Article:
I won’t lie about it, I find meditation tricky. The sitting still thing is hard enough for me, let alone trying to focus on a single thing or on my breath…
Mind you, over the last decade or so, I’ve worked out that I love what I think of as ‘doing’ meditations. To me, ‘doing’ meditations fill my mind with focussed thought and my body with action so that my mind can calm. My daily practice has always been Ashtanga Yoga, which is definitely a ‘doing’ meditation. I love meditating with Mala beads and I love the Four Heads of Brahma meditation. All beautifully easy ‘doing’ meditations.
The Four Heads of Brahma is a very slow moving meditation which simply involves a very slow head turn and eye gaze points. Like all things that are simple, it can be incredibly difficult to embrace that simplicity.
The reason why Brahma has four heads varies according to what you read. Some say it is the four states of consciousness, some write about the four dimensions of the universe and some that each head created one of the Vedas.
I’m a lover of a good story though, so I’m most drawn to the story where Brahma created Shatarupa, a daughter, to help him create and run the universe. She was very beautiful and Brahma was so infatuated with her that he couldn’t take his eyes off her, so much so that everywhere Shatarupa went another head popped out of Brahma. Shatarupa was so incredibly frustrated with his infatuation that she jumped in the air and a fifth head popped out of the top of Brahma’s four other heads.
Eventually, Brahma went to Shiva saying that he wanted to mate with Shatarupa. Shiva was angry with Brahma’s unholy behaviour and chopped off his fifth head.
The Four Heads of Brahma meditation is nothing this dramatic! But the very slow movement of it soothes a place at the base of your brain called the Medulla Oblongata. The functions of the Medulla Oblongata are involuntary and include regulating blood pressure, digestion and breathing – so pretty important stuff! The Medulla Oblongata is also part of the brain stem, so it helps to transfer messages from the brain to the spinal cord.
When I was taught this meditation, I was taught that the slow movement would soothe the Medulla Oblongata and thereby regulate all the jobs that the Medulla Oblongata is known for. I always feel much calmer after a round or two of this meditation and although I was taught to do 3-5 rounds as a minimum, I find that if I only have time for one round, I still feel the benefits.
Here’s how to try it for yourself:
Find a comfortable place to sit, making sure you’ll be warm enough as you relax.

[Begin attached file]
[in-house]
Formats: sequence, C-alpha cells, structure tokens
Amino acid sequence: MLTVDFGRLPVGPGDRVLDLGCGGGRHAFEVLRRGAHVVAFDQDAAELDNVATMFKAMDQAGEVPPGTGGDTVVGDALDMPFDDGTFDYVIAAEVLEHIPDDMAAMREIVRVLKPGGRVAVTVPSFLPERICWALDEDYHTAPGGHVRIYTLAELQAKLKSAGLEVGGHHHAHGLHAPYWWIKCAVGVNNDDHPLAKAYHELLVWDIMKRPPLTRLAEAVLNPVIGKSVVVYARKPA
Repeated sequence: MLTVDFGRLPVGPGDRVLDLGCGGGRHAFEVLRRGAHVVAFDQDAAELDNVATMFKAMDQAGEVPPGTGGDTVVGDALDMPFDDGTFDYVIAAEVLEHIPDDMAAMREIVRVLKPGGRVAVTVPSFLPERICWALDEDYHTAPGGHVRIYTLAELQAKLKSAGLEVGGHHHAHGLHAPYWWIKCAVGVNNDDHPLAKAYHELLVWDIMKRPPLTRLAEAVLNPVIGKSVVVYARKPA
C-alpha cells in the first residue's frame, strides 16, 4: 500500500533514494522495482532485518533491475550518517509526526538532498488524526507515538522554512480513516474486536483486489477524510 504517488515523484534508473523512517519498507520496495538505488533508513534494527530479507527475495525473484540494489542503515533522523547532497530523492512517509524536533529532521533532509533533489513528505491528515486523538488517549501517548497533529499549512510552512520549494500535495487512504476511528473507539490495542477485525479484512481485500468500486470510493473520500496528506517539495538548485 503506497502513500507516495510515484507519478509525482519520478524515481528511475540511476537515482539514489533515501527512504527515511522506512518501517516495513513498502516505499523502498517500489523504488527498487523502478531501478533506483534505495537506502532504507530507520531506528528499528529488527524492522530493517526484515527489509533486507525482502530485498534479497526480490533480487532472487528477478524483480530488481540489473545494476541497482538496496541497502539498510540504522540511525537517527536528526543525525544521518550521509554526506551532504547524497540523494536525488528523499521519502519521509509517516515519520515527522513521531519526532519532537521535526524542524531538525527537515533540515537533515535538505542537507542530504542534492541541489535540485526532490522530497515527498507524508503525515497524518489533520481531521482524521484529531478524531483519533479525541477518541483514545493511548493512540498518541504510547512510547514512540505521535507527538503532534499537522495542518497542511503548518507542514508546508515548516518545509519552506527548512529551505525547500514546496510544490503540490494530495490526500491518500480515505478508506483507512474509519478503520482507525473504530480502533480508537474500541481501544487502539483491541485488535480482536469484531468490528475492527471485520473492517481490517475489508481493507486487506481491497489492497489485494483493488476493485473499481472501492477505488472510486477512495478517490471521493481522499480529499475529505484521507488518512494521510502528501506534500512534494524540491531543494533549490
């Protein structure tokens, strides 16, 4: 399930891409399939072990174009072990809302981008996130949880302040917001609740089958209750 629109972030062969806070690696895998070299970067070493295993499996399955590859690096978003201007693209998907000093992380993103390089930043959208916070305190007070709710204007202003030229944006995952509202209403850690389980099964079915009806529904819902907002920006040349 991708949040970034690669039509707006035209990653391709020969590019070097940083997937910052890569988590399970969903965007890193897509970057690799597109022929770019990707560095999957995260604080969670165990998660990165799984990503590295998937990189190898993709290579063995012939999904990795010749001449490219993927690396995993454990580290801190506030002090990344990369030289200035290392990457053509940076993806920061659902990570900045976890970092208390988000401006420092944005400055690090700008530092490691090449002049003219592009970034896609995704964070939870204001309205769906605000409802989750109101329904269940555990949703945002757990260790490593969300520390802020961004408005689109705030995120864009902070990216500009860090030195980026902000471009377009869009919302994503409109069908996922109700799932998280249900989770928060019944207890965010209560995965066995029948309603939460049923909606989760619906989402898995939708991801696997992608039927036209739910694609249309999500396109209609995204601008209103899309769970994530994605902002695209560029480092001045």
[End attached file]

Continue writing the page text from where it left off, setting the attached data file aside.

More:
You can do this with your eyes open or closed (I prefer closed), but before you start, take a moment for a lovely deep inhale and exhale, relaxing your shoulders and your jaw as you do so.
Then start turning your head very slowing and gently towards your right shoulder. When your head is about half way towards your right shoulder, start looking with your eyes over your right shoulder and off into the distance (even if your eyes are closed.)
Once your head has turned as far as it possibly can, relax your eyes back to their centre and slowly start turning your head back to its centre.
Then start turning your head slowly and gently towards your left shoulder. Once your head is about half way there, start looking with your eyes over your left shoulder and off into the distance.
Once your head has turned as far as it can towards your left shoulder, relax your gaze back to the centre and start bringing your head back to its centre.
Next, you’re going to engage your neck muscles to lift your head up and relax it back. When you feel your head is about half way up and back, look down with your gaze to the tip of your nose. When your head is comfortably all the way back, relax your gaze back to the centre and once again engage your neck muscles back to bring your head back to its centre.
Finally, relax your neck muscles and allow your head to slowly and gently drop towards your chest. When your head is about half way there, look with your eyes up towards your third eye point (in between your eyebrows). When your head is as close to your chest as it can comfortably go, relax your gaze back to the centre and gently bring your head back to its centre.
Basically, you just need to remember that your head movement is right, left, up and down to do this meditation. But the key here is slowly. One round of this lovely soothing meditation should take around five minutes.
You’ll also notice over time that not only will you feel much calmer but your neck flexibility will improve. Keep in mind that you need to be kind to yourself as a priority with any meditation or movement and if you experience any discomfort, you need to stop and seek medical advice.